National Transportation Safety Board Photo
Motorists and truckers who intentionally disregard railroad crossing warning devices and cause fatal crashes would face increased prison time under legislation passed in the Illinois state House this month.
The Herald News of suburban Chicago reports that six Republicans sponsored the bill. The legislators said they want to raise awareness about safety at railroad crossings in the wake of the March 15, 1999, collision involving trucker John R. Stokes and Amtrak's City of New Orleans train. The accident resulted in 11 deaths and 122 injuries.
Stokes is awaiting trial on charges of driving longer than permitted without sleep in a 24-hour period and for not updating his driver's log. On Feb. 1, 2002, state and local investigators said in a report the crossing gates malfunctioned. Stokes did not try to drive around lowered crossing signals, the report concluded.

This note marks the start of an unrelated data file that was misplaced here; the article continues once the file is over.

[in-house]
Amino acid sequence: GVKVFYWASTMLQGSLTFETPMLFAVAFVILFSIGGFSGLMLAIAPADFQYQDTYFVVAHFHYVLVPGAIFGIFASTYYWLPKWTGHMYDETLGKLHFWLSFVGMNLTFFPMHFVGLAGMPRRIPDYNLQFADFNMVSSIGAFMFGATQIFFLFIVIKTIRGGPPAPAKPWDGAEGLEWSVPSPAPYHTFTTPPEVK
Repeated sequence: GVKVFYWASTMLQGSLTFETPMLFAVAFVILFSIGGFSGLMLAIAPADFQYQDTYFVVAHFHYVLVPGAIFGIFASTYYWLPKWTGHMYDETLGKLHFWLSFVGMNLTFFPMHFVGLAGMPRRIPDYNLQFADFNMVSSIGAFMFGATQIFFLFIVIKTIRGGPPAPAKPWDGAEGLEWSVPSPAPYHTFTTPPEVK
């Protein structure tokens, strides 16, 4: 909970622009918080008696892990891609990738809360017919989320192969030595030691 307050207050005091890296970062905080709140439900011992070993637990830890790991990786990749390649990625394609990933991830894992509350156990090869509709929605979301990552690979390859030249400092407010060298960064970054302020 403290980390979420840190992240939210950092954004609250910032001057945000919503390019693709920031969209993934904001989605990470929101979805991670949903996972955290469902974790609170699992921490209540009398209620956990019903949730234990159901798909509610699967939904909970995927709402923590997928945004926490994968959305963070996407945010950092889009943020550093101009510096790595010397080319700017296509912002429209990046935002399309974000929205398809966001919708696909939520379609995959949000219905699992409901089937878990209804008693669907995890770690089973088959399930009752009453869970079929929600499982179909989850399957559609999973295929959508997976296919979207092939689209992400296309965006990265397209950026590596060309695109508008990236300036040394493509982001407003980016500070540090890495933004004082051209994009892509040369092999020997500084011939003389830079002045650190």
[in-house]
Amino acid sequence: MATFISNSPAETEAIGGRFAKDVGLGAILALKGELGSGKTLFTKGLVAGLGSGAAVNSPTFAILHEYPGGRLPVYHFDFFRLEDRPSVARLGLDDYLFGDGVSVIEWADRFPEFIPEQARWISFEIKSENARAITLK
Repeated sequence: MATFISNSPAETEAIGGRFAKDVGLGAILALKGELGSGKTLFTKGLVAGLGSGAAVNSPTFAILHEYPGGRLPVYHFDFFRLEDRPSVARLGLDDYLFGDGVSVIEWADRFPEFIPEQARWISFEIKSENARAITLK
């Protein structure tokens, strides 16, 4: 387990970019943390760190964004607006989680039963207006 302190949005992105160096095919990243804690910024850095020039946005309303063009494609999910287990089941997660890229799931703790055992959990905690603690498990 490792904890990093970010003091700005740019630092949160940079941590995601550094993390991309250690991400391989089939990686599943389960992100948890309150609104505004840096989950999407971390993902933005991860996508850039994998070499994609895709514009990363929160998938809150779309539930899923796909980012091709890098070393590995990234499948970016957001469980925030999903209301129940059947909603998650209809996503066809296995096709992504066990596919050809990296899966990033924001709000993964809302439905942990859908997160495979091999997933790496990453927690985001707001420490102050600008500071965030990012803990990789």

However, a Feb 5., 2002, National Traffic Safety Board report said the collision's probable cause was Stokes' "inappropriate response to the crossing warning devices and his judgment, likely impaired by fatigue, that he could cross the tracks before the arrival of the train."
The legislation, which now goes to the Senate, would increase the penalty for reckless conduct that causes a death when a car or truck collides with a train. Instead of a Class 3 felony, which carries a penalty ranging from probation to five years, the conduct would be a Class 2 felony, with a penalty of up to seven years.
Because Illinois classifies logbook and hours-of-service violations as Class 4 felonies, Stokes faces a possible sentence of one to three years in prison for each count.